by Erin Morgenstern
New York: Doubleday, 2011.
This is one of those books that is difficult enough to describe while you're reading it, but even harder to do so without spoilers when it's finished. But I'll try, in any case. One day, Hector Bowen - better known by his stage name, Prospero the Magician - comes back from a show to see that his daughter, Celia, is left to him since her mother committed suicide. He has little interest in his child, until he discovers that she has a propensity for magic. Not illusion, but real magic, the ability to affect the world around her. He decides to teach her, and when his friend, a nameless man in a grey suit, comes calling, they decide to play another round in their game: Celia Bowen will be pitted against another, a protegee of the grey suit man's choosing, in a venue as yet to be determined. Interspersed with this story are glimpses of a mysterious circus that pops in and out of town without warning, that opens at dusk and closes at dawn.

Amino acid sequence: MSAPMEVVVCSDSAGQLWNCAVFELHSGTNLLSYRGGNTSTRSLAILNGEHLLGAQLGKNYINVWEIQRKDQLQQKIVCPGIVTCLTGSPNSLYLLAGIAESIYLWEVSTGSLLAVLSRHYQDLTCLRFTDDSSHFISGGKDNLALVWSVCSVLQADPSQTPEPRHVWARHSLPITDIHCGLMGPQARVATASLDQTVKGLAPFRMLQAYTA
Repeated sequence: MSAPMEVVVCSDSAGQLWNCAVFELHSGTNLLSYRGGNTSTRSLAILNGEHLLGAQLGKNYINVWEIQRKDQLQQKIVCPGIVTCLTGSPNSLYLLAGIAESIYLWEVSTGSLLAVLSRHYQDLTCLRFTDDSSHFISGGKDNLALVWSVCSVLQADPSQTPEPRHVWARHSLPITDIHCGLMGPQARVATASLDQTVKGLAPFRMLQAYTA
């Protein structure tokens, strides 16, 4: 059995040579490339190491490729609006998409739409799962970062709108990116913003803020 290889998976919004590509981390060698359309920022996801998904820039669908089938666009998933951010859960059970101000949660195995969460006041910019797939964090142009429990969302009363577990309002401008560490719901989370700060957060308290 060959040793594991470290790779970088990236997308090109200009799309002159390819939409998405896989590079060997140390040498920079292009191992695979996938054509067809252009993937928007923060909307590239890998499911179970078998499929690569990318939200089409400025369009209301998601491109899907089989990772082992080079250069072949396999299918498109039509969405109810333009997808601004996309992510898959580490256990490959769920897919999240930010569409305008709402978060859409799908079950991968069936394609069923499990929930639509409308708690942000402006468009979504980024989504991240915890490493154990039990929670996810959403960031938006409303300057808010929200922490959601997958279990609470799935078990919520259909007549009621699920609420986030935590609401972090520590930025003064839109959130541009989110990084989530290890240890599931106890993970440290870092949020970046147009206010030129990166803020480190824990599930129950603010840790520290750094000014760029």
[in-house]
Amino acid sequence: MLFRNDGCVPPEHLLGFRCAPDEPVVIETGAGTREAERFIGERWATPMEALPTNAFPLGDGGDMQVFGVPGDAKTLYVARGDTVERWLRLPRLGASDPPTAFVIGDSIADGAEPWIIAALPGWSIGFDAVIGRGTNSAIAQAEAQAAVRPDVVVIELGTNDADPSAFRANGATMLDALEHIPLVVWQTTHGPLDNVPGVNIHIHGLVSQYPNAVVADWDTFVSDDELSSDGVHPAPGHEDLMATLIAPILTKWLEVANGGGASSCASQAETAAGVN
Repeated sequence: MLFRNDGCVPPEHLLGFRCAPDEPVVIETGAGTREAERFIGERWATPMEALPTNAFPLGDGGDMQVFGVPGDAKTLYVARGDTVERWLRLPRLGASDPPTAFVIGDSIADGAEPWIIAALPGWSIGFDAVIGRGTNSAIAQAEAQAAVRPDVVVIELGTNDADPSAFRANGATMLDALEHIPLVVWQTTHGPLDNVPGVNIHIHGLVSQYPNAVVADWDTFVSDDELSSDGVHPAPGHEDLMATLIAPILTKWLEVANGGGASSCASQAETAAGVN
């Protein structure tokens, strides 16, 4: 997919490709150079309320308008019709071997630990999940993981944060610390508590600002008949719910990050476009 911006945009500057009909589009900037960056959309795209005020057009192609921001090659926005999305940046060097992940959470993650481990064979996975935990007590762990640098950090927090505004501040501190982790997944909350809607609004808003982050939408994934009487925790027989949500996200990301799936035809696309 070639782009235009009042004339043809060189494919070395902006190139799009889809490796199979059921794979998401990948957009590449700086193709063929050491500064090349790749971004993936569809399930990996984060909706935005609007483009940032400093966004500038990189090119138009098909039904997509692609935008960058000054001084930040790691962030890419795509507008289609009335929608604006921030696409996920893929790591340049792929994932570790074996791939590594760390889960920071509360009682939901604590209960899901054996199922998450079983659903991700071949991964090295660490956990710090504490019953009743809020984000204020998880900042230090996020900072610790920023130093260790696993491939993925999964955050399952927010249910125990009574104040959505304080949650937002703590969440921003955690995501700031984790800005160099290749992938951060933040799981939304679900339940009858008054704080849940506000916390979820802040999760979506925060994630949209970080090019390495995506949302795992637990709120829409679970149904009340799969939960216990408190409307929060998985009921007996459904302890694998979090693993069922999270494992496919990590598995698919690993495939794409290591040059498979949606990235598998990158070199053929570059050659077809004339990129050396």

Would it be too cliche to call this book magical? The various threads of the story, which is not told entirely chronologically, spin a fantastic web of a fully realized world. I really enjoyed the fully-rounded characters, and found myself wishing I could sit in on a Midnight Dinner. The details of the circus are wonderfully evocative; I wanted to go there and taste the caramel and chocolate mice and cocoa, to see the various acts and tents. Because what this story has most of all is atmosphere. I entirely forgive the almost leisurely pacing of the plot, because sitting for any length of time really getting sunk into the story was a truly incredible, enthralling experience. This is definitely a story I would read again, and I wager I would come away with a different understanding each time.